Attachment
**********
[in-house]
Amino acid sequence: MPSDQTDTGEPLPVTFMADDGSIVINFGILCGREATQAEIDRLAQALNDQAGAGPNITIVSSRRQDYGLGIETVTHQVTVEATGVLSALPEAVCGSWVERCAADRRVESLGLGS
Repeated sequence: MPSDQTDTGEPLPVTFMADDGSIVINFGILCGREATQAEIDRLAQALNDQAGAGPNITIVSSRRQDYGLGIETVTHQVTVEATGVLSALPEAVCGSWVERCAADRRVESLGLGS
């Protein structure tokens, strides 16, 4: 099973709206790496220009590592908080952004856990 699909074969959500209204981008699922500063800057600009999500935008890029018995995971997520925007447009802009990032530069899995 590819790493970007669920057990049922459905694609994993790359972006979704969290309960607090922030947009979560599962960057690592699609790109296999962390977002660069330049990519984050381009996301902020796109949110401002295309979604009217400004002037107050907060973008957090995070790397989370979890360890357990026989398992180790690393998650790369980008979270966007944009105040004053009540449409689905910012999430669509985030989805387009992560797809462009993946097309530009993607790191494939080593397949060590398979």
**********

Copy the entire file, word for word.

[in-house]
Amino acid sequence: MPSDQTDTGEPLPVTFMADDGSIVINFGILCGREATQAEIDRLAQALNDQAGAGPNITIVSSRRQDYGLGIETVTHQVTVEATGVLSALPEAVCGSWVERCAADRRVESLGLGS
Repeated sequence: MPSDQTDTGEPLPVTFMADDGSIVINFGILCGREATQAEIDRLAQALNDQAGAGPNITIVSSRRQDYGLGIETVTHQVTVEATGVLSALPEAVCGSWVERCAADRRVESLGLGS
């Protein structure tokens, strides 16, 4: 099973709206790496220009590592908080952004856990 699909074969959500209204981008699922500063800057600009999500935008890029018995995971997520925007447009802009990032530069899995 590819790493970007669920057990049922459905694609994993790359972006979704969290309960607090922030947009979560599962960057690592699609790109296999962390977002660069330049990519984050381009996301902020796109949110401002295309979604009217400004002037107050907060973008957090995070790397989370979890360890357990026989398992180790690393998650790369980008979270966007944009105040004053009540449409689905910012999430669509985030989805387009992560797809462009993946097309530009993607790191494939080593397949060590398979």